postgres tuning – fixing a production problem

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postgres tuning – fixing a production problem

December 22nd, 2012 by Jeanne Boyarsky

After a new feature was implemented (not by me), coderanch started crashing almost every day in the middle of the night.  In a few days, I’ll be blogging about the troubleshooting process and how timezones helped.  This post focuses on the end game – once we knew the problem was being caused by a large query – which is when I started being involved.

The tuning process

Like all good SQL tuning, I ran explain and iterated.  As background the new feature was a join table with half a million rows.

Explain cost What changed Observations
210,184 n/a No wonder the site is crashing.  For a web page (the forum list), this is forever!  While the query plan is using an index, it is using the index to join a table with half a million rows to a table with millions of rows.
40,590 Removed an unnecessary subquery.  (It was unnecessary because the column in populates isn’t used.) The problem is that the query isn’t using the index for a where clause.  Which is causing joins on very large tables to get a small amount of data.  Another problem is that the query limits the # rows returned to one page worth but does it at the end prohibiting the database from saving work.
1,807 Hack – we really want to  query the post time from the join table.  Since it wasn’t on there and it was too much work to add during the week, I introduced a hack.  I sorted by post creation (post id) and limited the query to sorting the most recent 100 records for the rest of the query. While this is much faster, it is functionally incorrect.  If an older post is still under discussion, it didn’t appear in the post list.  So broken, but fast enough to get us to the weekend.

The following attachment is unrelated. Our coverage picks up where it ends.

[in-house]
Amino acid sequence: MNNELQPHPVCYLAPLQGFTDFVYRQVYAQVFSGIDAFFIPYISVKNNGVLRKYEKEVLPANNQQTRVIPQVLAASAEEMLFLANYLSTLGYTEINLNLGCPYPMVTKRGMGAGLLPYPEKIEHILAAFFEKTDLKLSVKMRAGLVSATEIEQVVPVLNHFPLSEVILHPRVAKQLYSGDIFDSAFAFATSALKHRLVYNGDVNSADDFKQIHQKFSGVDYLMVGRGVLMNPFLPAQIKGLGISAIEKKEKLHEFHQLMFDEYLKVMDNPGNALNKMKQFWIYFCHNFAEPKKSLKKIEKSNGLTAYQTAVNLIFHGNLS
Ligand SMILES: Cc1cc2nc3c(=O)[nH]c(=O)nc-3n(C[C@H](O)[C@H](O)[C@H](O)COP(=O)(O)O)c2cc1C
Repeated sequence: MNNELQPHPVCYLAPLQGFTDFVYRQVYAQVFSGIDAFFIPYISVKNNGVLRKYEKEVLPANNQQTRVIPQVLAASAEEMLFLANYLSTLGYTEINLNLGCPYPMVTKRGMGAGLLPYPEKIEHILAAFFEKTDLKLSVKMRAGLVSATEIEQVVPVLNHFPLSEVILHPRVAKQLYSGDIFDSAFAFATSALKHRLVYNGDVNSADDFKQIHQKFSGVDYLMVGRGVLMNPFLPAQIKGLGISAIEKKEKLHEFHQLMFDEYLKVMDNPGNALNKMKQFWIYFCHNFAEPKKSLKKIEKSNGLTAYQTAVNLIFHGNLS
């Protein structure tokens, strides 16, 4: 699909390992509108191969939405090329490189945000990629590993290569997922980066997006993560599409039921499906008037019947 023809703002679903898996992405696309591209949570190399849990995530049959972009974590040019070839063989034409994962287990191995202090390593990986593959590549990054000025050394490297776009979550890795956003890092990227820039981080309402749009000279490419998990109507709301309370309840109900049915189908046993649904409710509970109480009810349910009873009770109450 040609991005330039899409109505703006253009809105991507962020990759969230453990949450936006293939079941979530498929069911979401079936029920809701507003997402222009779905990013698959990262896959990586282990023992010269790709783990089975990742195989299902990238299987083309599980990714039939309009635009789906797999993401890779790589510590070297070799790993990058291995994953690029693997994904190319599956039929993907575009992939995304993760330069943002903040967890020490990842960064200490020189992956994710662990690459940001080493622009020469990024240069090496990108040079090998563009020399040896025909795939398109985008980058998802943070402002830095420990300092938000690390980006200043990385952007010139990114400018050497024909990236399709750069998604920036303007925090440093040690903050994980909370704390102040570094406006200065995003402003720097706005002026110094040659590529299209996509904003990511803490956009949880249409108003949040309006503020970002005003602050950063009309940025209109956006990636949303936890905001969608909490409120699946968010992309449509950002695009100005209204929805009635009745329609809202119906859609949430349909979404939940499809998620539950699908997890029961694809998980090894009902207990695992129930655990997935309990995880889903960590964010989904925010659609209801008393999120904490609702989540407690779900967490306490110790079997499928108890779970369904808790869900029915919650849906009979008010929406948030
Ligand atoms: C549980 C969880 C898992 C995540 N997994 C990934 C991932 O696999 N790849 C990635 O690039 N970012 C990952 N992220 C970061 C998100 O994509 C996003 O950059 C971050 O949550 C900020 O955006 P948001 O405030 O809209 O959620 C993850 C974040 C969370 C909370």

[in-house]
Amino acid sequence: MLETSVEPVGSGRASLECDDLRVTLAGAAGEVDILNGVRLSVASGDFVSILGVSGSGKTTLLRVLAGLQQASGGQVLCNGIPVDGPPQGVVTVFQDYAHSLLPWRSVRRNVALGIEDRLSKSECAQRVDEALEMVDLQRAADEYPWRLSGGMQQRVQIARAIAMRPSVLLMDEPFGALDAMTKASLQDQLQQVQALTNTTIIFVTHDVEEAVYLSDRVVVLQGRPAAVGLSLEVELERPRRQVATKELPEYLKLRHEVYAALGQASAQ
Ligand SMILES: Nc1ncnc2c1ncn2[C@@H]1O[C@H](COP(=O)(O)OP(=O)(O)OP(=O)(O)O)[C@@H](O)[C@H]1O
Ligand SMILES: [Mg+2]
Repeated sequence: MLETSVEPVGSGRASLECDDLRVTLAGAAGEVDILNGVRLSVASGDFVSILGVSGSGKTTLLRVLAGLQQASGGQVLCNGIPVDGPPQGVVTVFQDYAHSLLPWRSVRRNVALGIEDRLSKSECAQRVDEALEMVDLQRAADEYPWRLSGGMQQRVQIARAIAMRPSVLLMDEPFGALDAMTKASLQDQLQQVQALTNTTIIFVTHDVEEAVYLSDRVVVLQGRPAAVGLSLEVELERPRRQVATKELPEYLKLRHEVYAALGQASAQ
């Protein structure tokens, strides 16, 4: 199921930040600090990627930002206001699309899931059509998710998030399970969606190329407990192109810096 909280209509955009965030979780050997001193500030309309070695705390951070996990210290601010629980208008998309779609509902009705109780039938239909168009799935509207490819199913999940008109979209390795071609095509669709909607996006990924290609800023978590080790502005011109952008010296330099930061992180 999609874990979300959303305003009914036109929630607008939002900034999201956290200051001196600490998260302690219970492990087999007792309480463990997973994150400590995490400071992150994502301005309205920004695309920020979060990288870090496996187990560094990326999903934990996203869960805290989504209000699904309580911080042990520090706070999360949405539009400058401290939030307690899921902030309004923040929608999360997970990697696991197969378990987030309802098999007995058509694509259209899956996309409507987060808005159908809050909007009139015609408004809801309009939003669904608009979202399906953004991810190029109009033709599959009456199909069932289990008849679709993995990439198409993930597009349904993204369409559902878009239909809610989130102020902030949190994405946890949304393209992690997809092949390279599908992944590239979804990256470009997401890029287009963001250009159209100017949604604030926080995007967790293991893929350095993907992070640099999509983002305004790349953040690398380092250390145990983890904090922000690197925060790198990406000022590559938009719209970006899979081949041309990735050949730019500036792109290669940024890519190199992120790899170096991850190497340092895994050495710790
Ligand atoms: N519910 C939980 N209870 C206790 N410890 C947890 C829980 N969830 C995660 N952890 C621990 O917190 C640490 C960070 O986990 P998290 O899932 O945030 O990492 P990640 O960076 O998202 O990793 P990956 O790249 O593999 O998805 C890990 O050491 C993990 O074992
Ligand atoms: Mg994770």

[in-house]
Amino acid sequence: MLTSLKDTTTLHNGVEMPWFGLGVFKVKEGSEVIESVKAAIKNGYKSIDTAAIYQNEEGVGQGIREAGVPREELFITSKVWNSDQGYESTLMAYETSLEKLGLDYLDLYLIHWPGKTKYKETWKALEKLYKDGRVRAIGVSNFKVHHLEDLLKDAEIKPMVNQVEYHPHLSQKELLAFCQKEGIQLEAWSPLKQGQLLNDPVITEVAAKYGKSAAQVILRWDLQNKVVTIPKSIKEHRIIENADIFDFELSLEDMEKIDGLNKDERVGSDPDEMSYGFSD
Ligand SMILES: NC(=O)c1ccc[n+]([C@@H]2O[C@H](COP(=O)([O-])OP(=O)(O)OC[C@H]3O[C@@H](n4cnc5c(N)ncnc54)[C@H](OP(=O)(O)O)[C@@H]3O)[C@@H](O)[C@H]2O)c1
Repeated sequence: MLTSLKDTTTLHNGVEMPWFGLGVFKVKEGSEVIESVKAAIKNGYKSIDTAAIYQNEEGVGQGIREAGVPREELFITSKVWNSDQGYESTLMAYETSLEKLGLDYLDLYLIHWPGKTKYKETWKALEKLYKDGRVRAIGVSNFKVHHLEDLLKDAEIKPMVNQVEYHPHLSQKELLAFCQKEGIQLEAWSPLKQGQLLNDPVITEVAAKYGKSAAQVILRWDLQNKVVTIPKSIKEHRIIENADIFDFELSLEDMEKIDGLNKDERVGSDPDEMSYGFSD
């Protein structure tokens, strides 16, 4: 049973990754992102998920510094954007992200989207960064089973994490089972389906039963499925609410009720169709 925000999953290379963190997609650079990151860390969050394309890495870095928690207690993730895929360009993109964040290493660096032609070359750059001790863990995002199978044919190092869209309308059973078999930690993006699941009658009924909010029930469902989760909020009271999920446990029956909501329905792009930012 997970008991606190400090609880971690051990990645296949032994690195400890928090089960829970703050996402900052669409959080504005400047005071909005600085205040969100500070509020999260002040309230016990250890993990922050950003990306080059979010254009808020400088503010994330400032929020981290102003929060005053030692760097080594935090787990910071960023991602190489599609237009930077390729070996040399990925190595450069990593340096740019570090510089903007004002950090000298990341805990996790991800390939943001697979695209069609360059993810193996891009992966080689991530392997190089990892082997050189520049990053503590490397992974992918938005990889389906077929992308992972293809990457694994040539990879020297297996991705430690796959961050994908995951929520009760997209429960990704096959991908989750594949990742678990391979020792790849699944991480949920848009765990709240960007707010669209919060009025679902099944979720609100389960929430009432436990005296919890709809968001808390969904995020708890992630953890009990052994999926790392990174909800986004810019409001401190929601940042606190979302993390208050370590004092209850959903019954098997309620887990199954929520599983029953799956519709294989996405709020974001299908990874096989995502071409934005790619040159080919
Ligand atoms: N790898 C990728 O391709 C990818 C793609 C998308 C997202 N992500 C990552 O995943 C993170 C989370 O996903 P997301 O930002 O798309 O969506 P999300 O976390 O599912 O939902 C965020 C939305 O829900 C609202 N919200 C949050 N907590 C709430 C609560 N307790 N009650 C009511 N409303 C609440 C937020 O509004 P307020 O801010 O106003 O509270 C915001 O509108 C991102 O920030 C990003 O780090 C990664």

288 Added the latest post time as a stored field on the join table. Ah.  Done

Learnings about postgres – locks

I ran a really simple statement to add a column to a table:

ALTER TABLE jforum_topics_forums ADD COLUMN last_post_time TIMESTAMP without time zone NOT NULL DEFAULT now();

Luckily I was on the test server because I had to kill it after 5 minutes.  At first, I thought the problem was setting the field to a value since it had to go through all the records.  That wasn’t the problem though.  The problem was that postgres was waiting on a lock.

SELECT * FROM pg_stat_activity;

SELECT * FROM pg_locks WHERE pid= 4503 AND granted=‘f’;

Running the above SQL, showed me postgres was waiting on an exclusive lock.  After I shut down the forum, the alter statement ran almost instantaneously.  The actual stored procedure to populate the new field (based on another table) took a few minutes.  But that makes sense as it was a stored procedure doing half a million queries.

Testing with lots of data

Everything went fine on my machine. On the test server (which does have lots of data), I realized that I forgot to add the index that uses the new last post time column.  That was the entire point of this exercise!  And it goes to show how important it is to have production volumes of test data.

Comments

Pingback from production problems across time zones | Down Home Country Coding With Scott Selikoff and Jeanne Boyarsky
Posted: December 24, 2012 at 8:21 pm

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